In Parts 1-3, we discussed the three common denominators for reaching a state of Flow:
- A clearly defined goal as well as agreed upon rules and boundaries that dictate the terms of how this goal can be accomplished.
- Freedom for decision making and creativity within these set rules and boundaries.
- Immediate feedback for the incremental steps made toward achieving the goal and recognition when the defined goal has been accomplished.
In the previous posts, we were primarily discussing how these components related to work, but Csikszentmihalyi's ideas expands to even game theory. Of the three components, the second is the most nuanced and I would argue, often what makes one game more or less enjoyable than another. In fact, the next time you’re playing a game and find yourself sort of bored, it’s likely from an inability to make creative decisions within the game's rules or boundaries.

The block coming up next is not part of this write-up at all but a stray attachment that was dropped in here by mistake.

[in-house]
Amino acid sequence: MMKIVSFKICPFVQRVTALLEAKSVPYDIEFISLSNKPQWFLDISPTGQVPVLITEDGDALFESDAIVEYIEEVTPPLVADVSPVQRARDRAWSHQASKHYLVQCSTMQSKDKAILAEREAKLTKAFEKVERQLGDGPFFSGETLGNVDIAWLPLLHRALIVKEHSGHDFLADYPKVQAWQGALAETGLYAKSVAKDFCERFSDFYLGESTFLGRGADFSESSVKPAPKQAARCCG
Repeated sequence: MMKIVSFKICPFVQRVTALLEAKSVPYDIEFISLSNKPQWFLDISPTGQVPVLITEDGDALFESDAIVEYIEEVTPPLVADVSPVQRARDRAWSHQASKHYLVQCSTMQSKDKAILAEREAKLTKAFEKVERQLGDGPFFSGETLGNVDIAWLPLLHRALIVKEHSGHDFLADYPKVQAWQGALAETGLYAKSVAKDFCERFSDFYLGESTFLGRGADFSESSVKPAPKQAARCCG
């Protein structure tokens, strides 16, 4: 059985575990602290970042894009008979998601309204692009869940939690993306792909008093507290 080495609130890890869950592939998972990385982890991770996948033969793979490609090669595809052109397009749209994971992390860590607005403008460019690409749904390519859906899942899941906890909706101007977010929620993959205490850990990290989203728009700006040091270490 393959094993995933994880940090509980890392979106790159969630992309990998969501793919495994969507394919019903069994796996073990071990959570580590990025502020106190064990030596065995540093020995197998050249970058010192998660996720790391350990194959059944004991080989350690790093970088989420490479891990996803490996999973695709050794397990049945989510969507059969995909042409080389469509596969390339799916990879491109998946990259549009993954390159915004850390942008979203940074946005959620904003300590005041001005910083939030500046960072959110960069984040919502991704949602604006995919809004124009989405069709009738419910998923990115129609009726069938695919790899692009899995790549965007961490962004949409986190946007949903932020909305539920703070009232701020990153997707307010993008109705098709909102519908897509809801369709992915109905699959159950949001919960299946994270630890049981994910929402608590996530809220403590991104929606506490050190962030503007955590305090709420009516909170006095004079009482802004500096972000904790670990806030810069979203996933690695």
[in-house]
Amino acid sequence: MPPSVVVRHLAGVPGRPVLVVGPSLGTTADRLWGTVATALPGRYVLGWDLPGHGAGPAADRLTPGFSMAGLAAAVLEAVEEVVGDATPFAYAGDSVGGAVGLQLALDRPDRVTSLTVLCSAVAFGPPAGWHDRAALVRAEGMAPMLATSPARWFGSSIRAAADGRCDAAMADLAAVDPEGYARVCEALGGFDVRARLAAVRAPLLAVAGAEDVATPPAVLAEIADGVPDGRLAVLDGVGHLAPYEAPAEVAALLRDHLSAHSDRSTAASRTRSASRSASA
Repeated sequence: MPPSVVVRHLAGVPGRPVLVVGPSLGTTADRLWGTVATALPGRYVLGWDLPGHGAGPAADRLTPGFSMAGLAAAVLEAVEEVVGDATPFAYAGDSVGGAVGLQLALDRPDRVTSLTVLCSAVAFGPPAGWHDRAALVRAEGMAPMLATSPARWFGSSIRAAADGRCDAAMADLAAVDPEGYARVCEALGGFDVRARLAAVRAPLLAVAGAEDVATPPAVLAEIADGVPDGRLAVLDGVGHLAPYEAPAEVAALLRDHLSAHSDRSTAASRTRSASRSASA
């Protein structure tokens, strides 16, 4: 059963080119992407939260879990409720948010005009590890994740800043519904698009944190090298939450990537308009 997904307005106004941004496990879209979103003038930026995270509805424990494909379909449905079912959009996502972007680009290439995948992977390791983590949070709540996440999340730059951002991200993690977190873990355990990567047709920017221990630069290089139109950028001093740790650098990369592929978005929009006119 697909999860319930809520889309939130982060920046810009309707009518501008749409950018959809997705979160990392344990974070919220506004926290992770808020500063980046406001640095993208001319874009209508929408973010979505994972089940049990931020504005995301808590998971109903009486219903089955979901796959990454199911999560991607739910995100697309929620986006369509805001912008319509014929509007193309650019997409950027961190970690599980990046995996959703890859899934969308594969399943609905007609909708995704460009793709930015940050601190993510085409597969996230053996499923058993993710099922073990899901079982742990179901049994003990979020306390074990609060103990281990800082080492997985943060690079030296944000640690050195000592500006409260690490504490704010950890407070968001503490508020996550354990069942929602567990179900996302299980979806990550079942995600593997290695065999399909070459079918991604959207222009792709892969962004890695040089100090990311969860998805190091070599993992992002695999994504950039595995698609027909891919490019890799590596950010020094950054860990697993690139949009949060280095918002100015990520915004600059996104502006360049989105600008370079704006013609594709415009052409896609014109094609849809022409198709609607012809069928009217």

For participants and fans alike, professional sports display a nearly perfect execution of the these three components. Most of the major sports have not only rules in place but referees and umpires to enforce them, as well as instant replay to enforce this enforcement. The vast differences among players in style and skill illustrate the range of creativity and decision making allowed within the rules set into place. Immediate feedback is not only displayed on the scoreboard during each second of the game, channels like ESPN and sports radio provide recognition and commentary about each accomplishment. In addition, there are a myriad of awards presented each season, culminating with the most gifted players being inducted into a Hall of Fame.